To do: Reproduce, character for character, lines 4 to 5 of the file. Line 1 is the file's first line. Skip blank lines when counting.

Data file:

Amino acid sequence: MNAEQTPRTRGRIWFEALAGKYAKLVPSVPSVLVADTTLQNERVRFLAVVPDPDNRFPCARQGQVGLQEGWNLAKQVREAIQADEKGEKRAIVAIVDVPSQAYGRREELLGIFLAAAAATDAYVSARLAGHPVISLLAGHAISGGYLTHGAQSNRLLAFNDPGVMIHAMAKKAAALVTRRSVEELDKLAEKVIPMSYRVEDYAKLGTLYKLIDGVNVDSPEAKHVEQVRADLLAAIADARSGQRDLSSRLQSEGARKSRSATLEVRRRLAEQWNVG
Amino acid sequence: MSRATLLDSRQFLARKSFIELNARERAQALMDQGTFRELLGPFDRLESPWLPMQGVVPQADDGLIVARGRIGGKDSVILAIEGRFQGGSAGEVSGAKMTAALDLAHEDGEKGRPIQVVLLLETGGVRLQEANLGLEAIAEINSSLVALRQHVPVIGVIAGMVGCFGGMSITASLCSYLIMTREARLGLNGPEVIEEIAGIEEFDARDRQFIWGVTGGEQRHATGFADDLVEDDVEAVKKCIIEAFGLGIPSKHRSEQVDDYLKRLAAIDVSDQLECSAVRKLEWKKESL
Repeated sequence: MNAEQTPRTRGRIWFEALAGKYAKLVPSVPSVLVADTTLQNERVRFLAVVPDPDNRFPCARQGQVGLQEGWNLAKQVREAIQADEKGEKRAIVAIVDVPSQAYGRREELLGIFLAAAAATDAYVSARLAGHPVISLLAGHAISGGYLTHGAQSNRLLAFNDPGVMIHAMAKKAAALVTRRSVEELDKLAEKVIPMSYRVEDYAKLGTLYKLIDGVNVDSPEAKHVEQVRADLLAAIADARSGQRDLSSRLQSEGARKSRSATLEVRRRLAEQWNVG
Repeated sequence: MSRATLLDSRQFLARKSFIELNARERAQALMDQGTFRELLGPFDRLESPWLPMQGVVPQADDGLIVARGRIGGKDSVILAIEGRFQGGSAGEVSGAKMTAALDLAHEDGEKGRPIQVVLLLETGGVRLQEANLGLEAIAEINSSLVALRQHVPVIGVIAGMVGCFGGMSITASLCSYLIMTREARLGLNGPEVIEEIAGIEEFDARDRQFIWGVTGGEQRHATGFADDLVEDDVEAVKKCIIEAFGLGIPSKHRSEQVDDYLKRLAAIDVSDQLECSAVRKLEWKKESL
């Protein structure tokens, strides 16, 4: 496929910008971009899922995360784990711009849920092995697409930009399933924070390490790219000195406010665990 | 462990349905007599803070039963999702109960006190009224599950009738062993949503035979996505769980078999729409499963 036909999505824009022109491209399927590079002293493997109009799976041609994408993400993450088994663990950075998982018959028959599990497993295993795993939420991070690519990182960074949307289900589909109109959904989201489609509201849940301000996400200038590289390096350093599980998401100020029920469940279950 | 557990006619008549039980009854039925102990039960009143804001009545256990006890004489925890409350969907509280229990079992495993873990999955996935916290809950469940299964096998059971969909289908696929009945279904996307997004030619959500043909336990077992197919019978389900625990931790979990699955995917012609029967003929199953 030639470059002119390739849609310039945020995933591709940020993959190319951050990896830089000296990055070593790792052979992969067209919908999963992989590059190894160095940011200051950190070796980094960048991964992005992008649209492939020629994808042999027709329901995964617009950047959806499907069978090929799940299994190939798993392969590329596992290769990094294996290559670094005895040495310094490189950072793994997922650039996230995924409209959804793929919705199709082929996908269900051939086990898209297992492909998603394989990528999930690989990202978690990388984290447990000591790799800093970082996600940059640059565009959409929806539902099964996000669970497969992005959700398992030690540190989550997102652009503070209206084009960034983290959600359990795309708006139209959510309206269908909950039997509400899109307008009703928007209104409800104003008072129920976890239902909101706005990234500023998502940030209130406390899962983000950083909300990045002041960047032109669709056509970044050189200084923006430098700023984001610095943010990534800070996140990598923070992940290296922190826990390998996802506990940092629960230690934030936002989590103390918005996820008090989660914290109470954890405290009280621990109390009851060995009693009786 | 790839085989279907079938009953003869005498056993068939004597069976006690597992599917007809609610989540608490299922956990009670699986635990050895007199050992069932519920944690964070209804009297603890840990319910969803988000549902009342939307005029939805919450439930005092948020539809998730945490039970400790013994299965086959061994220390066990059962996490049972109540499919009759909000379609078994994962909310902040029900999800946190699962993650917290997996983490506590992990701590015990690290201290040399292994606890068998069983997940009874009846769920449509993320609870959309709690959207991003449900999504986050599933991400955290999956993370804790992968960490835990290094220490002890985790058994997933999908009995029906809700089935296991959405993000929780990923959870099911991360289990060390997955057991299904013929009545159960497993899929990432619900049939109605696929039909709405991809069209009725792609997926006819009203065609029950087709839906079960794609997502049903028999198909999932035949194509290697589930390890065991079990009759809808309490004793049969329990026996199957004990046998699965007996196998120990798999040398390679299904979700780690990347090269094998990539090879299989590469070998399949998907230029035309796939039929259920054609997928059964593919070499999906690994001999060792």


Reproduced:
Repeated sequence: MSRATLLDSRQFLARKSFIELNARERAQALMDQGTFRELLGPFDRLESPWLPMQGVVPQADDGLIVARGRIGGKDSVILAIEGRFQGGSAGEVSGAKMTAALDLAHEDGEKGRPIQVVLLLETGGVRLQEANLGLEAIAEINSSLVALRQHVPVIGVIAGMVGCFGGMSITASLCSYLIMTREARLGLNGPEVIEEIAGIEEFDARDRQFIWGVTGGEQRHATGFADDLVEDDVEAVKKCIIEAFGLGIPSKHRSEQVDDYLKRLAAIDVSDQLECSAVRKLEWKKESL
């Protein structure tokens, strides 16, 4: 496929910008971009899922995360784990711009849920092995697409930009399933924070390490790219000195406010665990 | 462990349905007599803070039963999702109960006190009224599950009738062993949503035979996505769980078999729409499963 036909999505824009022109491209399927590079002293493997109009799976041609994408993400993450088994663990950075998982018959028959599990497993295993795993939420991070690519990182960074949307289900589909109109959904989201489609509201849940301000996400200038590289390096350093599980998401100020029920469940279950 | 557990006619008549039980009854039925102990039960009143804001009545256990006890004489925890409350969907509280229990079992495993873990999955996935916290809950469940299964096998059971969909289908696929009945279904996307997004030619959500043909336990077992197919019978389900625990931790979990699955995917012609029967003929199953 030639470059002119390739849609310039945020995933591709940020993959190319951050990896830089000296990055070593790792052979992969067209919908999963992989590059190894160095940011200051950190070796980094960048991964992005992008649209492939020629994808042999027709329901995964617009950047959806499907069978090929799940299994190939798993392969590329596992290769990094294996290559670094005895040495310094490189950072793994997922650039996230995924409209959804793929919705199709082929996908269900051939086990898209297992492909998603394989990528999930690989990202978690990388984290447990000591790799800093970082996600940059640059565009959409929806539902099964996000669970497969992005959700398992030690540190989550997102652009503070209206084009960034983290959600359990795309708006139209959510309206269908909950039997509400899109307008009703928007209104409800104003008072129920976890239902909101706005990234500023998502940030209130406390899962983000950083909300990045002041960047032109669709056509970044050189200084923006430098700023984001610095943010990534800070996140990598923070992940290296922190826990390998996802506990940092629960230690934030936002989590103390918005996820008090989660914290109470954890405290009280621990109390009851060995009693009786 | 790839085989279907079938009953003869005498056993068939004597069976006690597992599917007809609610989540608490299922956990009670699986635990050895007199050992069932519920944690964070209804009297603890840990319910969803988000549902009342939307005029939805919450439930005092948020539809998730945490039970400790013994299965086959061994220390066990059962996490049972109540499919009759909000379609078994994962909310902040029900999800946190699962993650917290997996983490506590992990701590015990690290201290040399292994606890068998069983997940009874009846769920449509993320609870959309709690959207991003449900999504986050599933991400955290999956993370804790992968960490835990290094220490002890985790058994997933999908009995029906809700089935296991959405993000929780990923959870099911991360289990060390997955057991299904013929009545159960497993899929990432619900049939109605696929039909709405991809069209009725792609997926006819009203065609029950087709839906079960794609997502049903028999198909999932035949194509290697589930390890065991079990009759809808309490004793049969329990026996199957004990046998699965007996196998120990798999040398390679299904979700780690990347090269094998990539090879299989590469070998399949998907230029035309796939039929259920054609997928059964593919070499999906690994001999060792």